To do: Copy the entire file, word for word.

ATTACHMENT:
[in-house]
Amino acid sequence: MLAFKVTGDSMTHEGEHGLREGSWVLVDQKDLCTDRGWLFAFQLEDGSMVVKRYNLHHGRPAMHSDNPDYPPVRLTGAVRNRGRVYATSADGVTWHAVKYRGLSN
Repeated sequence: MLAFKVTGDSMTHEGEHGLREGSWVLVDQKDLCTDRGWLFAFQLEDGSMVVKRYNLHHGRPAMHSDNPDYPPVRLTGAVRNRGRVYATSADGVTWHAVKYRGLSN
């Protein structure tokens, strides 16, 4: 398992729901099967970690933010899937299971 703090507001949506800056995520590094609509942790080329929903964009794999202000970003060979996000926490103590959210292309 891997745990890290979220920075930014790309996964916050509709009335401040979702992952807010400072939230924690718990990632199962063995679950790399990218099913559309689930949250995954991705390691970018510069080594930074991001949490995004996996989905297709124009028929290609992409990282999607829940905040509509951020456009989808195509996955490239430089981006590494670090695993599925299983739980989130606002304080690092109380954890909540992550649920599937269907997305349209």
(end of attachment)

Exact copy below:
[in-house]
Amino acid sequence: MLAFKVTGDSMTHEGEHGLREGSWVLVDQKDLCTDRGWLFAFQLEDGSMVVKRYNLHHGRPAMHSDNPDYPPVRLTGAVRNRGRVYATSADGVTWHAVKYRGLSN
Repeated sequence: MLAFKVTGDSMTHEGEHGLREGSWVLVDQKDLCTDRGWLFAFQLEDGSMVVKRYNLHHGRPAMHSDNPDYPPVRLTGAVRNRGRVYATSADGVTWHAVKYRGLSN
């Protein structure tokens, strides 16, 4: 398992729901099967970690933010899937299971 703090507001949506800056995520590094609509942790080329929903964009794999202000970003060979996000926490103590959210292309 891997745990890290979220920075930014790309996964916050509709009335401040979702992952807010400072939230924690718990990632199962063995679950790399990218099913559309689930949250995954991705390691970018510069080594930074991001949490995004996996989905297709124009028929290609992409990282999607829940905040509509951020456009989808195509996955490239430089981006590494670090695993599925299983739980989130606002304080690092109380954890909540992550649920599937269907997305349209």